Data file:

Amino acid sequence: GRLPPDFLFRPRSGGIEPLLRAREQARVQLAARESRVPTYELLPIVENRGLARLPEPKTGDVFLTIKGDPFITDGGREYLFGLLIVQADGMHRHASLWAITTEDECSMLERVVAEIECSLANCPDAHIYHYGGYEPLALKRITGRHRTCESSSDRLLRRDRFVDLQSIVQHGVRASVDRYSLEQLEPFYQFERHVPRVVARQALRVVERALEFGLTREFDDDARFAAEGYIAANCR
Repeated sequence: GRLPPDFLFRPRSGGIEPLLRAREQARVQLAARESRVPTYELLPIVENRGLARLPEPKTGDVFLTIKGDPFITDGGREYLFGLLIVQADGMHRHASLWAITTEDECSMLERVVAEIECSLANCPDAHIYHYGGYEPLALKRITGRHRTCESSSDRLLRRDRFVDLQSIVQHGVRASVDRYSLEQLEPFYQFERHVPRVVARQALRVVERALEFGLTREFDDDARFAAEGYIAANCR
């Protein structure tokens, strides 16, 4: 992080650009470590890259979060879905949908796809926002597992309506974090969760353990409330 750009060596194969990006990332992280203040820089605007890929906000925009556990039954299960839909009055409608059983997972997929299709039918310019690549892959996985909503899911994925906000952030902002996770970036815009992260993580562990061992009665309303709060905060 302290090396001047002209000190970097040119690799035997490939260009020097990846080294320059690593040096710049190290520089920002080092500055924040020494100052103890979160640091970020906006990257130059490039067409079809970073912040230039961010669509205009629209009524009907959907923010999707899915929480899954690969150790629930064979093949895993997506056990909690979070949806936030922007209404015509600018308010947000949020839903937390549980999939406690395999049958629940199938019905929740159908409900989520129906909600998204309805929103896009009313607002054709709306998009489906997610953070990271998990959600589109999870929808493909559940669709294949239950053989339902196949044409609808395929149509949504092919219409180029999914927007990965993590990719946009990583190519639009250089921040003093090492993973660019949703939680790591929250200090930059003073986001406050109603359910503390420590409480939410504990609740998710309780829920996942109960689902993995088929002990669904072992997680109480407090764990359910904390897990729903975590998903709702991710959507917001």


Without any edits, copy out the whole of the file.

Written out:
Amino acid sequence: GRLPPDFLFRPRSGGIEPLLRAREQARVQLAARESRVPTYELLPIVENRGLARLPEPKTGDVFLTIKGDPFITDGGREYLFGLLIVQADGMHRHASLWAITTEDECSMLERVVAEIECSLANCPDAHIYHYGGYEPLALKRITGRHRTCESSSDRLLRRDRFVDLQSIVQHGVRASVDRYSLEQLEPFYQFERHVPRVVARQALRVVERALEFGLTREFDDDARFAAEGYIAANCR
Repeated sequence: GRLPPDFLFRPRSGGIEPLLRAREQARVQLAARESRVPTYELLPIVENRGLARLPEPKTGDVFLTIKGDPFITDGGREYLFGLLIVQADGMHRHASLWAITTEDECSMLERVVAEIECSLANCPDAHIYHYGGYEPLALKRITGRHRTCESSSDRLLRRDRFVDLQSIVQHGVRASVDRYSLEQLEPFYQFERHVPRVVARQALRVVERALEFGLTREFDDDARFAAEGYIAANCR
């Protein structure tokens, strides 16, 4: 992080650009470590890259979060879905949908796809926002597992309506974090969760353990409330 750009060596194969990006990332992280203040820089605007890929906000925009556990039954299960839909009055409608059983997972997929299709039918310019690549892959996985909503899911994925906000952030902002996770970036815009992260993580562990061992009665309303709060905060 302290090396001047002209000190970097040119690799035997490939260009020097990846080294320059690593040096710049190290520089920002080092500055924040020494100052103890979160640091970020906006990257130059490039067409079809970073912040230039961010669509205009629209009524009907959907923010999707899915929480899954690969150790629930064979093949895993997506056990909690979070949806936030922007209404015509600018308010947000949020839903937390549980999939406690395999049958629940199938019905929740159908409900989520129906909600998204309805929103896009009313607002054709709306998009489906997610953070990271998990959600589109999870929808493909559940669709294949239950053989339902196949044409609808395929149509949504092919219409180029999914927007990965993590990719946009990583190519639009250089921040003093090492993973660019949703939680790591929250200090930059003073986001406050109603359910503390420590409480939410504990609740998710309780829920996942109960689902993995088929002990669904072992997680109480407090764990359910904390897990729903975590998903709702991710959507917001």